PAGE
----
The new Goose Island taproom, along with brewery tours and special release events, is just about ready to open. We got an early look inside:
You’d be forgiven for your first thought upon arriving at Goose Island’s Fulton Street brewery being: “This is what all the fuss was over?”
If you’ve been to massive brewing facilities like Lagunitas and Revolution Kedzie, you might be a little shocked at how compact the home base for this much-discussed national brand really is. Comparatively, it’s practically tiny.
And yet, they will soon be throwing open the doors and bringing folks in to see The House That Bourbon County (and 312) Built.
The new taproom, with its eight taphandles and a cask pour, will likely be bursting at the seams from day one, with folks from all corners of the earth coming to show fealty to their Bourbon County overlords. The first cask, we were told, was brewed from the original Honkers recipe that they unearthed over at the Clybourn brewpub.
Plans include Sour Saturdays, BCBS and its variants pouring every third Friday, various Fulton & Wood offerings as well as one offs and experiments brewed on the new 2-bbl pilot system. Tours will be $12 and include samples and a pint glass.
One of the new brews scheduled to be ramped up into draft and package production is a very nicely balanced coffee pale ale brewed with coffee from their neighbors Intelligentsia. It’s hugely aromatic but the flavor still is that of a solid pale ale – the coffee doesn’t overpower the hops and the malt at all, making this a surprisingly refreshing drink that’s very reminiscent of Local Option’s Mourning Wood (minus the benefit of oak aging).
Tour goers will have the chance to walk through the farm of fermenters, which only serves to remind you that once this place was once wall-to-wall 312. Despite the huge outdoor 400bbl fermenters, you can immediately wrap your head around just why production of those day-to-day brands got offloaded to Baldwinsville, New York and Fort Collins, Colorado.
I mean, do you really want these guys brewing another turn of 312, or coming up with another Juliet or Halia?
Speaking of the Sour Sisters, dorks like myself will enjoy geeking out in Goose’s “brett room,” a stop midway through the tour where the world’s stockpiles of Matilda come from. The room is specifically for their brettanomyces beers, built to be a negative-pressure room so the natural airflow keeps the little bugs in as much as possible. (From this room, base beers for their sour series get pumped into a tanker, brought to the barrelhouse, aged on wood, and are then pumped back over to the main brewhouse for processing and packaging.)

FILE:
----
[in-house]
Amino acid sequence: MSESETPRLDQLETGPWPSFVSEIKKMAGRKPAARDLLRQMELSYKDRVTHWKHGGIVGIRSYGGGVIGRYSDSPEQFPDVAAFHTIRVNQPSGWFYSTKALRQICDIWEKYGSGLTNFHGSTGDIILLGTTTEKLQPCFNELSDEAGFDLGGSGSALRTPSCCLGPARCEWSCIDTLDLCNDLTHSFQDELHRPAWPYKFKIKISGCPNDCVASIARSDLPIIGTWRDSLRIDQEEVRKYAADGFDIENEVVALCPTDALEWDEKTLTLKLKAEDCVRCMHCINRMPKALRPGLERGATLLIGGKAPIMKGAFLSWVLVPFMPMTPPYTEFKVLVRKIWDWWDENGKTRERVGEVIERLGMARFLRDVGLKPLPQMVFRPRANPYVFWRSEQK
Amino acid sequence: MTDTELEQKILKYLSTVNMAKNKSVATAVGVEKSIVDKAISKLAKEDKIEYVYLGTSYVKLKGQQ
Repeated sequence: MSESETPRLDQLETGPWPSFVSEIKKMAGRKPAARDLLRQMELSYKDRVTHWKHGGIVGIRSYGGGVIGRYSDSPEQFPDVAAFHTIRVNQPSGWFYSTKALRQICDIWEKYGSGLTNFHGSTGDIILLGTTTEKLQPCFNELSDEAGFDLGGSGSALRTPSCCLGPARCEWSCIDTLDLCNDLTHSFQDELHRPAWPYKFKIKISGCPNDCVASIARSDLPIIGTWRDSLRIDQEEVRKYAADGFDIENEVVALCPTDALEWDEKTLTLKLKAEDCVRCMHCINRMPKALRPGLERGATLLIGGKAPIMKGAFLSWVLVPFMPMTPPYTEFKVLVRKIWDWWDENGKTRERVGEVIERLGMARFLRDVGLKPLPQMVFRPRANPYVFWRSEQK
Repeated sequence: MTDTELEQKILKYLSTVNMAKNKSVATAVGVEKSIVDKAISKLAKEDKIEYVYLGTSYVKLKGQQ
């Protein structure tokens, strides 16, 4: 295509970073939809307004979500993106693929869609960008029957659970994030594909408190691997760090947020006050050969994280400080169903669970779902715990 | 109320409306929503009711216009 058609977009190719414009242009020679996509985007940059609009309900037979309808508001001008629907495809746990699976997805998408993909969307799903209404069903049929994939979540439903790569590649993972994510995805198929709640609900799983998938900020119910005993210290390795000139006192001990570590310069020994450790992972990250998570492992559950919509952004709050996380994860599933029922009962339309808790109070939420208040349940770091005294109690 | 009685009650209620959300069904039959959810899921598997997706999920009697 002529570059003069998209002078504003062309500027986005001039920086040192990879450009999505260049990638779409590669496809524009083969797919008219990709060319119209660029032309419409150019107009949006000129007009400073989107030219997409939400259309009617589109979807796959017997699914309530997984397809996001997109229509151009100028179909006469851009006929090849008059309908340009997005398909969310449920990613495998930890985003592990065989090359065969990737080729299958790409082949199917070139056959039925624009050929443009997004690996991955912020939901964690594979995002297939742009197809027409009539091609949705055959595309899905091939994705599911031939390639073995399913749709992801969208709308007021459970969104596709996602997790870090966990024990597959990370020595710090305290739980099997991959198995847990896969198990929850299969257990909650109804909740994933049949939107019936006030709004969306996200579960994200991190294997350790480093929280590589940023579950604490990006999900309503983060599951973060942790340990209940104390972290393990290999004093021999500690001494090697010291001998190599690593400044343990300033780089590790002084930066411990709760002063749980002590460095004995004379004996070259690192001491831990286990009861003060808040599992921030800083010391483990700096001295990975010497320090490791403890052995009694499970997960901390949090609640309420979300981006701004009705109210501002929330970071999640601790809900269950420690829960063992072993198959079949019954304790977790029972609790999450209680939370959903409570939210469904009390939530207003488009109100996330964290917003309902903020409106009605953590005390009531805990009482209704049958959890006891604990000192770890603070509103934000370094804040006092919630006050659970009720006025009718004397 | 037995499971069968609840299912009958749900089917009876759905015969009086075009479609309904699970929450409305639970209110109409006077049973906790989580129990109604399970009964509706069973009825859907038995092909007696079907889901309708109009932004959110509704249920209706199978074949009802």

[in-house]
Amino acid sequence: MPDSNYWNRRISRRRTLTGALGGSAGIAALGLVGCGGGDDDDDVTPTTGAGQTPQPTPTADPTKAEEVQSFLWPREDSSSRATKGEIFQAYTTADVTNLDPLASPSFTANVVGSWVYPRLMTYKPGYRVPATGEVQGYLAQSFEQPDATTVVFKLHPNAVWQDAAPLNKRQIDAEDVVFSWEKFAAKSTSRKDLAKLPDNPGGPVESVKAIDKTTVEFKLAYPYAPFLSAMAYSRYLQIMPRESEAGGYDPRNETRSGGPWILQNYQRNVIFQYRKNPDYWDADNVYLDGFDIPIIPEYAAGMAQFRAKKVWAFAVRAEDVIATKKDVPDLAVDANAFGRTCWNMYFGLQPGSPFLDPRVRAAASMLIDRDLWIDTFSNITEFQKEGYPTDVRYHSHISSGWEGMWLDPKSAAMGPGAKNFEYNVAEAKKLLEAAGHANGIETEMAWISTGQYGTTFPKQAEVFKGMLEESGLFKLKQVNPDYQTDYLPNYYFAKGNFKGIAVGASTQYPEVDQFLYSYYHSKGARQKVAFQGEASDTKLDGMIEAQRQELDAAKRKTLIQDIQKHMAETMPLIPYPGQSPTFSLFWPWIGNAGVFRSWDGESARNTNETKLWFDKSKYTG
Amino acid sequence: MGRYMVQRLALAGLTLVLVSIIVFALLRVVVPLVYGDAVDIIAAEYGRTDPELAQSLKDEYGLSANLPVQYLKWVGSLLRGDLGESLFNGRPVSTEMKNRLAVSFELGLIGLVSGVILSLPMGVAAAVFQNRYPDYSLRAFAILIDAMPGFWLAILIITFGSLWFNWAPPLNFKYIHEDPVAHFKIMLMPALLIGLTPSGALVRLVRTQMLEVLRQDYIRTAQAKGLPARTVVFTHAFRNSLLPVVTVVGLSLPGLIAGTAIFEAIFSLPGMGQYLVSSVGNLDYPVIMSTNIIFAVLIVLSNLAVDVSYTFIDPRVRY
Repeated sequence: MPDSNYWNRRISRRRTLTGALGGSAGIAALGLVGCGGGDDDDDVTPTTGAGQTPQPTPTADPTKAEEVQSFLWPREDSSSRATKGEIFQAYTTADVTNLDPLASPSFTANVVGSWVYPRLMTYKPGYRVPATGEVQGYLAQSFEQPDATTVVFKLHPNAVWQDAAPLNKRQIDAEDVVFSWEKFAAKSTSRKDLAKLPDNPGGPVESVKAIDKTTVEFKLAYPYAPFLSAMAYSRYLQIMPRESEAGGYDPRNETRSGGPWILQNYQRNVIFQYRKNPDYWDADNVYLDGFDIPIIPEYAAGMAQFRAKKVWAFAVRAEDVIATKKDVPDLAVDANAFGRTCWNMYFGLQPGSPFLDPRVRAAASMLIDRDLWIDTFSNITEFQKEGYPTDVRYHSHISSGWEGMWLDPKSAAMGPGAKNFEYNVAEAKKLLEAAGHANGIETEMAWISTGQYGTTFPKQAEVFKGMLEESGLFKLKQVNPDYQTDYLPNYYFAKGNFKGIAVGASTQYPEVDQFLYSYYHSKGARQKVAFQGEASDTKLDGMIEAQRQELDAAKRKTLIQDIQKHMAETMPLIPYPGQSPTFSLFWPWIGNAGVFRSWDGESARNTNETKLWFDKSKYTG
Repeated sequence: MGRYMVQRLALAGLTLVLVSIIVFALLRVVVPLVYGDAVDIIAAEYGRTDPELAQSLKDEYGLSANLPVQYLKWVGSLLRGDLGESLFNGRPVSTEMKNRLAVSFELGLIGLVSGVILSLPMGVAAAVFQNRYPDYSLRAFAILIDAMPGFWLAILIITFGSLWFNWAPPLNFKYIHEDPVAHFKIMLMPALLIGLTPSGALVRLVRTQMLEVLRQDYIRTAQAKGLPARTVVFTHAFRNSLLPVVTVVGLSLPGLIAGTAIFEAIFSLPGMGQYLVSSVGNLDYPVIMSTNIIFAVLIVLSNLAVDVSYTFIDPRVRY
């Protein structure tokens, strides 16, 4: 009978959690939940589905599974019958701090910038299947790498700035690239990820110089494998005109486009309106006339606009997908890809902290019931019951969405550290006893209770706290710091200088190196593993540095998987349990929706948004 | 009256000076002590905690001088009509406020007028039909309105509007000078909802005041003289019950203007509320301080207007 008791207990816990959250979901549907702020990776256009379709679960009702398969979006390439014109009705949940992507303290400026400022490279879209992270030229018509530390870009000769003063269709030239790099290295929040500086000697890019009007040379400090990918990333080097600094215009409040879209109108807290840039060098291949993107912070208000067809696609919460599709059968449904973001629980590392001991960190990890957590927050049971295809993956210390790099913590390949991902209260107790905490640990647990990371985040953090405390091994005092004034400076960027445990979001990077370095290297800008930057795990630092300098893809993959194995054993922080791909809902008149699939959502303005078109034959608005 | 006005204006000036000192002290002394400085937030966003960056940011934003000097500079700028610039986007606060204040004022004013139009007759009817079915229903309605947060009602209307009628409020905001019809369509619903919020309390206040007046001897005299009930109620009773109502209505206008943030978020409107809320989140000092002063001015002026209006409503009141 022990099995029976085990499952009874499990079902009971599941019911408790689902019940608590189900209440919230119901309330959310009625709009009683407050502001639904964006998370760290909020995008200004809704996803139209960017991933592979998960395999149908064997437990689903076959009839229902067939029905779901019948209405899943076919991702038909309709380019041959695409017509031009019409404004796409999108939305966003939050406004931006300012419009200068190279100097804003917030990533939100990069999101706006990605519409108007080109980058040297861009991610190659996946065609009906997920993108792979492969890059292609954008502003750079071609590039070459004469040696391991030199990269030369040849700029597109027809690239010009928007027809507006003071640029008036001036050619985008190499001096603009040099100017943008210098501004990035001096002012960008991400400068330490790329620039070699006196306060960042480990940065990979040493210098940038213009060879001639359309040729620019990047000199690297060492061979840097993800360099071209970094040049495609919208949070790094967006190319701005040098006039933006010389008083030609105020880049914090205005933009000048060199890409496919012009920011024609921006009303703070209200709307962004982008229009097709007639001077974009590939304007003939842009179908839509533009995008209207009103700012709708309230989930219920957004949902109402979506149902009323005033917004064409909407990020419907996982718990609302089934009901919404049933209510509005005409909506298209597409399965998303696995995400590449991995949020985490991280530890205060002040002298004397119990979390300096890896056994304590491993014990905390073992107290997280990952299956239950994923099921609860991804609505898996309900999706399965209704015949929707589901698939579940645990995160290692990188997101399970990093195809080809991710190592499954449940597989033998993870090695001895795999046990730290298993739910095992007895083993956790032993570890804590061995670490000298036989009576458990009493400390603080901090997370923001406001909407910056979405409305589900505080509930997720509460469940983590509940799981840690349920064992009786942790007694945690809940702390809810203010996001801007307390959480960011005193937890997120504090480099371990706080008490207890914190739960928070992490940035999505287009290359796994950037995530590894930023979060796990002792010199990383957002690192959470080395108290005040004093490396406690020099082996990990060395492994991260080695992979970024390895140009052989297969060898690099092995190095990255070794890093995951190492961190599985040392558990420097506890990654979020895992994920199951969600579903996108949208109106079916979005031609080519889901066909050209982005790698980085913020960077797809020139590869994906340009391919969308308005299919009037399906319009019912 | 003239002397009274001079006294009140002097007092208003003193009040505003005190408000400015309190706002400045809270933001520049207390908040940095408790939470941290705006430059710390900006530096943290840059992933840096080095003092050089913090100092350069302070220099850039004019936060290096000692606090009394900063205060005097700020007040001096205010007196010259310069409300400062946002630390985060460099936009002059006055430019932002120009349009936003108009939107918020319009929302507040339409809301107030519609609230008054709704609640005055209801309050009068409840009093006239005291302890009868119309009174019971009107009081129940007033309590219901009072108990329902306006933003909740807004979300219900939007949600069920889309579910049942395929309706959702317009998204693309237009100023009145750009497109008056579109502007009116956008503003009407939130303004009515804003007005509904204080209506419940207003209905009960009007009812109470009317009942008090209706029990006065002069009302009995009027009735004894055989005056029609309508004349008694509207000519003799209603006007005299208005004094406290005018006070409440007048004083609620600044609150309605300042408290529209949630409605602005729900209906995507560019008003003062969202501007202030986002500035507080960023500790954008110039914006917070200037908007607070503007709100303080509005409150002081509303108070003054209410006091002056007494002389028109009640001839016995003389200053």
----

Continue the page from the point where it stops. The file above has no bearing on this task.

Tours will also get to duck into a barrel room across the street to see some of the cooperage that makes Bourbon County and Sofie what they are. It’s a sliver of what goes on at the full barrel house, but it allows folks to peek at the barrels of Jim Beam and Heaven Hill and various California wineries.
The whole thing reminded me of Lakefront’s tour in Milwaukee more than anything – samples will be poured throughout the tour, you get a ground-floor look at all the tanks and stainless, and marvel at just how much beer comes out of this West Loop facility (which is a pretty quick cab ride from downtown, incidentally, and also just a couple blocks from Ashland and Lake on the Green Line).
All in all, this has been a long time coming for Goose Island. Despite the ever-shrinking cadre of “but it’s Budweiser“-screaming peanut gallery members, it’s good to see them throwing open the doors to meet the folks making the Matilda, barreling the BCS and continuing to innovate with the weirder stuff.
Other things we learned: Goose produced 45 different beers last year, and manages 16 different yeast strains. New brews coming out include a riff on last year’s Endless Summer that’ll just be named the Summer Ale this year, and Nut Brown is likely to return as a seasonal offering. They also had two kinds of radler on hand for tasting, and if you’re into cucumber flavors then you’re in luck — we’ll stick to grapefruit mixes, thank you very much.
On the whole, it’s another way to get up close and personal with your beer and the people who make it, which is never a bad thing.
Arguably, that should benefit Goose Island more than any other brewery in recent memory.